7. Rwandan officials and UNHCR should move the new refugee camp in Rwanda to a location that is safer and more conducive to humanitarian assistance. ...

II. Maintain Order in the Long Term

8. Zaire and UNHCR should move the Goma refugee camps.

The Goma-area refugee camps, housing 600,000 persons and providing a base of operations for FAR and Interahamwe militia, have led to insecurity in northwest Rwanda and have fueled violence in Masisi zone and surrounding areas of Zaire. Zairian authorities and UNHCR should move the refugees farther from the Zaire-Rwanda border. Zairian officials thus far have refused to consider moving the camps. UNHCR has not forced the issue due, in part, to the expense and other considerations. UNHCR and the international community should now press to relocate the camps. It appears that large numbers of refugees in Goma will not repatriate voluntarily to Rwanda. Local resettlement and integration in Zaire may become the primary durable solution for many of them. Shifting the refugees to elsewhere in Zaire would be controversial among Zairians and would exact a toll on their nation. The past two years have demonstrated, however, that the current location of the refugee camps near Goma is a recipe for sustained regional instability.

9. Zaire officials should resolve the Banyarwanda citizenship issue in North Kivu by setting fairer, more realistic standards for citizenship. Valid Banyarwanda citizens of Zaire should have the opportunity to participate politically.

At the core of the conflict in the general Masisi area is the tension between the Hunde and Banyarwanda communities over Zairian citizenship of the Banyarwanda population. This dispute over citizenship predates the arrival of the Rwandan refugees. It should be resolved in a fair manner. Not all Banyarwanda in Zaire are citizens, but many do have valid claims. Many Banyarwanda have lived in Zaire for generations and were classified as Zairian citizens under Zairian law during the 1960s and 1970s. In the 1980s, however, their citizenship was effectively revoked, leaving them stateless and vulnerable. Zairian authorities should set realistic standards for proof of citizenship. Many Banyarwanda--and other Zairians, for that matter--lack written documents such as ancestral birth records that would support their valid citizenship claims. Zairian authorities should allow alternative standards of proof, such as witness testimonies and other anecdotal evidence, in determining Banyarwandans' citizenship. Zairian military and security authorities should cease their practice of confiscating national identity cards from Tutsi, and cease the harassment and arbitrary arrest of prominent Tutsi in Goma. Banyarwanda Hutu are the dominant demographic power in North Kivu, yet local political power belongs almost exclusively to Hunde. This is another source of tension. Creation of local power-sharing committees to resolve land tenure and other local disputes could help alleviate ethnic animosities.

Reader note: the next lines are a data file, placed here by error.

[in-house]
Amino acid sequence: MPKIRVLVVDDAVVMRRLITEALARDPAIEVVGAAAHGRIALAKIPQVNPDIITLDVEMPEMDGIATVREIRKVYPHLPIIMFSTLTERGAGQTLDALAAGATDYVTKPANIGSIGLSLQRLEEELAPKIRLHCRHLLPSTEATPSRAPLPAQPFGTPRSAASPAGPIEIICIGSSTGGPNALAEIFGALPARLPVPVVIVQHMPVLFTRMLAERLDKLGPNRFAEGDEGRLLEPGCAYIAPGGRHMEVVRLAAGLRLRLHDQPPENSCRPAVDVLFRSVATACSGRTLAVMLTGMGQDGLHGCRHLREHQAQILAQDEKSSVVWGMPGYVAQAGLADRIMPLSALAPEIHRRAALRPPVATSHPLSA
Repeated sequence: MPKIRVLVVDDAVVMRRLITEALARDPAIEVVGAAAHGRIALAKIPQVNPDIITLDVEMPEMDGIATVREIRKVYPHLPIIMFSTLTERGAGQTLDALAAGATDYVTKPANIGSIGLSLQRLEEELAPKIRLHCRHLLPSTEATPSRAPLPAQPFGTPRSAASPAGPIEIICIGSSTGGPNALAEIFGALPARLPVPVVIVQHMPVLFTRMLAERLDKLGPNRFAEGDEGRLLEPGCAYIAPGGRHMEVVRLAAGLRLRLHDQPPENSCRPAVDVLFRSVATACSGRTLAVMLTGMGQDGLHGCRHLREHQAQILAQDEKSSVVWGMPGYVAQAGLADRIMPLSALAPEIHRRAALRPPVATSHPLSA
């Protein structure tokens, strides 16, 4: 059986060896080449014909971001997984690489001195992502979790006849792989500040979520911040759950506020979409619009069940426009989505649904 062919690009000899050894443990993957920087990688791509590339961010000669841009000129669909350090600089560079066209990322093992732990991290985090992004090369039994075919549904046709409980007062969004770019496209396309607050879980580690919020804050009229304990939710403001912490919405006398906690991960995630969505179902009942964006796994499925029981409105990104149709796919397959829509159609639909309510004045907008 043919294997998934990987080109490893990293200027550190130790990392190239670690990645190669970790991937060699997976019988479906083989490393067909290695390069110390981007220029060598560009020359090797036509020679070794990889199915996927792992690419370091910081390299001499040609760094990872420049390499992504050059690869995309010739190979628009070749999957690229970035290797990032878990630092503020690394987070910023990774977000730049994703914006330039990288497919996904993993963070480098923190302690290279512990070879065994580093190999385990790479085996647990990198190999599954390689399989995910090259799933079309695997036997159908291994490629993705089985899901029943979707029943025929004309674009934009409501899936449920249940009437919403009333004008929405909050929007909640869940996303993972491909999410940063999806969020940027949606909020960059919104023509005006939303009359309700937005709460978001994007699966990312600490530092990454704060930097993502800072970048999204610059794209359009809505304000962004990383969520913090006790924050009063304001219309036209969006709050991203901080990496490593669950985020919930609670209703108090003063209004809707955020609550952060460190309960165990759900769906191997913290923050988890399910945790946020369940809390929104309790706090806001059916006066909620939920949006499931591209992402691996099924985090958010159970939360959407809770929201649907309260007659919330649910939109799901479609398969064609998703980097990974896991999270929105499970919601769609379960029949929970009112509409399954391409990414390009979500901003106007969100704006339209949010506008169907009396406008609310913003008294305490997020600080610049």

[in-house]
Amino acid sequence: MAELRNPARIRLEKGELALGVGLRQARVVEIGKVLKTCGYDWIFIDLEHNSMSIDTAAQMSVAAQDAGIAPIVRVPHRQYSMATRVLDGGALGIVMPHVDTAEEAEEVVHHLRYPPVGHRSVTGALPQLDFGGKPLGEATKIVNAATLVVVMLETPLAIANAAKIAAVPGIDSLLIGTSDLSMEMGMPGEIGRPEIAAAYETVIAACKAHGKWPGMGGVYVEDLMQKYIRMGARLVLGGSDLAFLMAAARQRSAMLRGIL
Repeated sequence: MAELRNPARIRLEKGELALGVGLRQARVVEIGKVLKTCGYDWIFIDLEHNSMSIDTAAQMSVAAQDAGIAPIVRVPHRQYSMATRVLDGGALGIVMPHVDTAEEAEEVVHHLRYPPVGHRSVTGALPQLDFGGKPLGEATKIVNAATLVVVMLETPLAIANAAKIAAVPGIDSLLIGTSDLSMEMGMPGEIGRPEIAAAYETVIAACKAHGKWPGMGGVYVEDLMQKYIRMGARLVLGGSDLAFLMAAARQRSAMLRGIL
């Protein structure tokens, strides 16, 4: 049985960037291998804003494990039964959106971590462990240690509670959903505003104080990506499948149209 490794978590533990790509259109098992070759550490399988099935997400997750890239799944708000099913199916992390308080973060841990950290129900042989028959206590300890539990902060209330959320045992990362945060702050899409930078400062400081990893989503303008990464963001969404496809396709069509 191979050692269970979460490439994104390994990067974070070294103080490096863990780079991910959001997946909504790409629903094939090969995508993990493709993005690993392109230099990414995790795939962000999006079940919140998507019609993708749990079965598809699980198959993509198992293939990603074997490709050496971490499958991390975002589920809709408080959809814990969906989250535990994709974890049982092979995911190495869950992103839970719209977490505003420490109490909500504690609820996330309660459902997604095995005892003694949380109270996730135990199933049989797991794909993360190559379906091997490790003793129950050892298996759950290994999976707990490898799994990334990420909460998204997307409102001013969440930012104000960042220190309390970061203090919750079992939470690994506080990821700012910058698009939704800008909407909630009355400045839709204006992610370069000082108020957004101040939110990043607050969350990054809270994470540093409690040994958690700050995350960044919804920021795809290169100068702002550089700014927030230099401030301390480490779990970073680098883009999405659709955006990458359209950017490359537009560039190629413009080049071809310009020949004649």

10. The United Nations should deploy human rights monitors in conflicted areas of North Kivu.

Areas of North Kivu will likely remain tense long after overt violence subsides. Drawing on lessons learned from the human rights monitoring program still underway in Rwanda, the international community should establish a human rights monitoring program in North Kivu with adequate resources and personnel. ...

11. The United States and other Western countries should build linkages to grassroots civic groups in Zaire.